Fancy a change of pace with a move to Rutland? From property types to pubs and local traditions, here's a rundown of what to expect living in England's smallest county.

Rutland may be England’s smallest county with just two towns to its name (Oakham and Uppingham) but it's also home to some of the best countryside and most charming villages the country has to offer. And for many, it's the perfect rural hideaway.

Where is Rutland?

Rutland is a county in the East Midlands, bordering the much larger areas of Leicestershire, Lincolnshire and Northamptonshire.

At its centre is Rutland Water, the largest manmade reservoir  in the UK by surface area. It is now a prized nature reserve and a major attraction for both residents and tourists.

As rural idyll with a 1,000-acre nature reserve at its heart, houses in Rutland are highly sought-after. Average values stand at a considerable £336,000, so homebuyers here will require flexible budgets (keep up-to-date with the latest prices).

Compare Rutland with Leicestershire, Lincolnshire and Northamptonshire. 

Living in Rutland: what to expect 

Rutland is littered with quiet villages such as North Luffenham and Bisbrooke, some of which are merely hamlets with only a handful of houses.

These villages and the two towns burst with character. The narrow streets are lined with country inns and English tearooms as well as honey-coloured stone cottages, some of which have thatched roofs.

This rural way of life doesn’t come at the expense of a lack of amenities. Independent shops line the streets of Oakham and Uppingham and regular markets are held throughout the county.

Schools in Rutland are also of a high standard. For example, Harington School has been rated as ‘outstanding’ by Ofsted. Parents also have the choice of two private schools – Oakham School and Uppingham School.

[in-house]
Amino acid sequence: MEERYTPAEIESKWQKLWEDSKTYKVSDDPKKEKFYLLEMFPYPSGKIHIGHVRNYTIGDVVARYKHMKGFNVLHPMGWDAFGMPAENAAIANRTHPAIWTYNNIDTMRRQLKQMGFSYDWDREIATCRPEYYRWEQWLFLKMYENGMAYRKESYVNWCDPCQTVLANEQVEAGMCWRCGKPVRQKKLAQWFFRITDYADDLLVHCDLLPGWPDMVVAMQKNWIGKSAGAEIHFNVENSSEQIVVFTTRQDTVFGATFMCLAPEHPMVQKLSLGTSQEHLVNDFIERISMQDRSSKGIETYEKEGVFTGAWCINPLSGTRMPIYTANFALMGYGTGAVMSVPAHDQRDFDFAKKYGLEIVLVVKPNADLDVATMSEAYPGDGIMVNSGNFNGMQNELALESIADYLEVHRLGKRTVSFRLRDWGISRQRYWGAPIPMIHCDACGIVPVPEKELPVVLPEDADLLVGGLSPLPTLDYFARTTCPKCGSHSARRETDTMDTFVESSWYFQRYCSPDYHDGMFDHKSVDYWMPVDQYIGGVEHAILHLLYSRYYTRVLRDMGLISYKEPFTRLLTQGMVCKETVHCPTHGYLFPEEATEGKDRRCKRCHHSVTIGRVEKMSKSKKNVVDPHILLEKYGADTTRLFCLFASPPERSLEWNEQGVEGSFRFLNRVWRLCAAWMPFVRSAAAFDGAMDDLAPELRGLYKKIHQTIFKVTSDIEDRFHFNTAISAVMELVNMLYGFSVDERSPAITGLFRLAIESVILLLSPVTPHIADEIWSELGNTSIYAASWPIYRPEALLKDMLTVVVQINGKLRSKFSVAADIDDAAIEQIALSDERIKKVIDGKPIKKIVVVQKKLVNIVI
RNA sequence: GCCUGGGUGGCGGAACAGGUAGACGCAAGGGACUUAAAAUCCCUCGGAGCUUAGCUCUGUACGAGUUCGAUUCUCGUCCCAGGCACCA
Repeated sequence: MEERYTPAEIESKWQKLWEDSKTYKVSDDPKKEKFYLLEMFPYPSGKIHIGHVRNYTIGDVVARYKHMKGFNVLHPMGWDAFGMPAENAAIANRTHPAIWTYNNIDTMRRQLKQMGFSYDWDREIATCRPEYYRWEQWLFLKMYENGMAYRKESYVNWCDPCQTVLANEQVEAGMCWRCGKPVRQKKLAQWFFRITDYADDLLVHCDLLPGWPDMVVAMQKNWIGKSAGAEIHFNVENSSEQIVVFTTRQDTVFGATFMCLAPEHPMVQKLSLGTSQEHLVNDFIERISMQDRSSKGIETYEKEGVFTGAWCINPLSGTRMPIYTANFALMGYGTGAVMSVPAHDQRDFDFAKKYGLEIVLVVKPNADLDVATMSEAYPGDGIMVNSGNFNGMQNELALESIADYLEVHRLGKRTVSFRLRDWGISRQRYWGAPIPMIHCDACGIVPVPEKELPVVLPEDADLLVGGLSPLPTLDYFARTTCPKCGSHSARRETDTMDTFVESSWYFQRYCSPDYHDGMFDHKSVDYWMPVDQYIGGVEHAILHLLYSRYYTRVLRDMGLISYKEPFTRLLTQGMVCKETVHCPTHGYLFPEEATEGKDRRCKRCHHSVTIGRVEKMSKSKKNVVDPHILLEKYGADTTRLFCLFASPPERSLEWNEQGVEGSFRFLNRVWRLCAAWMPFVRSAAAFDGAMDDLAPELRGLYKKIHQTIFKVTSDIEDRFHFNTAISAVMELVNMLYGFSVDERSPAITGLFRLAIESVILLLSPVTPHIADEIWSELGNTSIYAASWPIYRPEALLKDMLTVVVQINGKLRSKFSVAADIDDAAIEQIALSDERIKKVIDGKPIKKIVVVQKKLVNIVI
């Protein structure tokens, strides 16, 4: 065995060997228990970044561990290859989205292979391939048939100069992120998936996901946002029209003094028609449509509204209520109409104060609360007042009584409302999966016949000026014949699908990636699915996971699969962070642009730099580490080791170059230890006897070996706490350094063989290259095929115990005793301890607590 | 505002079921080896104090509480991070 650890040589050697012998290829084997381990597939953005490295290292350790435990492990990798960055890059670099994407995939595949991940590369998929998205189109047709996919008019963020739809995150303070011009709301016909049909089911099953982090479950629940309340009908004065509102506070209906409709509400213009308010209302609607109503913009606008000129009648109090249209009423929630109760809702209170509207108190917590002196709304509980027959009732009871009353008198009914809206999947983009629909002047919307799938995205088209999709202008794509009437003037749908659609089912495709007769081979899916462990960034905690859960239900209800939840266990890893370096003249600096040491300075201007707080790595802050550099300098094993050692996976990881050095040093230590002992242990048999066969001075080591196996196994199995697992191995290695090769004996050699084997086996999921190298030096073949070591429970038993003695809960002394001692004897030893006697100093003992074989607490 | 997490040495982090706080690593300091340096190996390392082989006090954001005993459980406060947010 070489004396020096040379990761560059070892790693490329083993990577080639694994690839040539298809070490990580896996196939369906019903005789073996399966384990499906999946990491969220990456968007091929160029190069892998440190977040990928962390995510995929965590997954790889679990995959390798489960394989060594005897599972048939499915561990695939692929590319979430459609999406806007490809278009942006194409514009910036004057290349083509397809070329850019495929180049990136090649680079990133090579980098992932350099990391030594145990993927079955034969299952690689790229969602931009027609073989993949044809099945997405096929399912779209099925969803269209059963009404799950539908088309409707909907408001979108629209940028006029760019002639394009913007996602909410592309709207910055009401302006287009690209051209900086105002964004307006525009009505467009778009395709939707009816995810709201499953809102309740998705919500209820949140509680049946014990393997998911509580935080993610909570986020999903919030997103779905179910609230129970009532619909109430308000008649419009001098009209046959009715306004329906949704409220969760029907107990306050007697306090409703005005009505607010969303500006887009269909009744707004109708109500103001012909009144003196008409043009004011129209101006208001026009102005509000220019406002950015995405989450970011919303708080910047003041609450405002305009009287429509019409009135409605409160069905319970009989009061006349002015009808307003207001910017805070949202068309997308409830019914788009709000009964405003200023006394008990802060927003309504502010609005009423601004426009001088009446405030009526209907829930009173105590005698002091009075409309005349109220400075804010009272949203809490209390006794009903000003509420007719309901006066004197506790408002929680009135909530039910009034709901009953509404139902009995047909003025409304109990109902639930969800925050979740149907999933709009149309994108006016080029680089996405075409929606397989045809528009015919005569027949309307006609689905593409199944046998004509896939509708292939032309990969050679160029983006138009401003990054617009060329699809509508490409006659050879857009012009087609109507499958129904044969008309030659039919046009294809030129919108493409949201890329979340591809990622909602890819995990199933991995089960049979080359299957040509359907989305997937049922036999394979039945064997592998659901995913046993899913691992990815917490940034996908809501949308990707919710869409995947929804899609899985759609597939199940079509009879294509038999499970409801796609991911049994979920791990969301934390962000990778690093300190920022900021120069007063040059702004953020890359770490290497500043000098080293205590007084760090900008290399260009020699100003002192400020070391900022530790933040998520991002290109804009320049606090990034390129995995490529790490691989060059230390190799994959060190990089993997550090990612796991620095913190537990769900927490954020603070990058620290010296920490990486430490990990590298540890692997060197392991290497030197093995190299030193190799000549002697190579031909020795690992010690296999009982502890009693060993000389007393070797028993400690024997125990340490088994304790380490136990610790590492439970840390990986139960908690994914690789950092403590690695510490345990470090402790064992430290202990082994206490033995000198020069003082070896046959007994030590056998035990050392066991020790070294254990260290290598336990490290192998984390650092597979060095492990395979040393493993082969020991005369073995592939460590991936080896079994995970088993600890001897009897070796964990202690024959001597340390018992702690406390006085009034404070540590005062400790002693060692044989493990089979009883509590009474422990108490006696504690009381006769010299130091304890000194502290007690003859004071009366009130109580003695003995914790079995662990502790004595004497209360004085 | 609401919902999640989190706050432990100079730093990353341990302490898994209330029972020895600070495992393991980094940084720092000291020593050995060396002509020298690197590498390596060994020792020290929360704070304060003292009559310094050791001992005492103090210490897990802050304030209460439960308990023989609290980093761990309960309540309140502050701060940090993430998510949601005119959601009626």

Top places to start your property search

Urban living: If you want the convenience of nearby shops, check out the traditional market town of Oakham. The town also has good connections to both the A1 and A47, which make it ideal for commuting.

Houses for sale in Oakham include several imposing Georgian properties – Burley Road has some Grade II-listed town houses built in 1760 with five bedrooms and high ceilings. More are available on Jermyn Terrace.

You can also find occasional thatched cottages in areas such as Northgate. Alternatively, opt for a red-brick terrace on South Street or a Victorian semi on Kings Road.

Modern houses are on the market too. Close to the centre is the Richwood Mews development, which has an attractive choice of four-bedroom town houses.

If you want one of the iconic honey-coloured cottages, take a look around Uppingham. Printers Yard and North Street East have two-bedroom stone cottages with feature fireplaces and exposed beams, while some listed thatched cottages can be picked up on South View.

For something roomier, take a look at the substantial four-storey Georgian town houses on Leamington Terrace. High ceilings and bay windows let in the light and afford enviable views over the town and surrounding fields. Grade II-listed town houses built of yellow stone can also be found on Hopes Yard, some of which have exposed character beams.

Uppingham has its fair share of modern houses too. Pick up an executive four-bedroom detached home on Elizabeth Way or choose a 1950s family semi on Stockerston Crescent.

Rural living: Living in Rutland means presents a choice of charming villages, some of which come with just a scattering of houses.

One of the more substantial however, is Barleythorpe. This is the place to look for contemporary homes as there is a great deal of new development. The Maltings is just one example – it’s close to Oakham and has a range of housing from one-bedroom maisonettes to five-bedroom detached homes. Of course, you can also find stone-built cottages and farm houses on Main Street and Manor Lane.

Ashwell is a conservation village, making it ideal for finding a period property. Listed Georgian town houses line Cottesmore Road and boast seven bedrooms and extensive gardens. Walter Lane also has some impressive period stone properties as well as some red-brick cottages with tall chimneys.

Houses for sale in Langham include brand new family homes on The Manor and The Range as well as quaint three-bedroom terraced cottages with large gardens on Melton Road. For a desirable thatched cottage, search along Church Street and Cold Overton Road.

Best ways to get around Rutland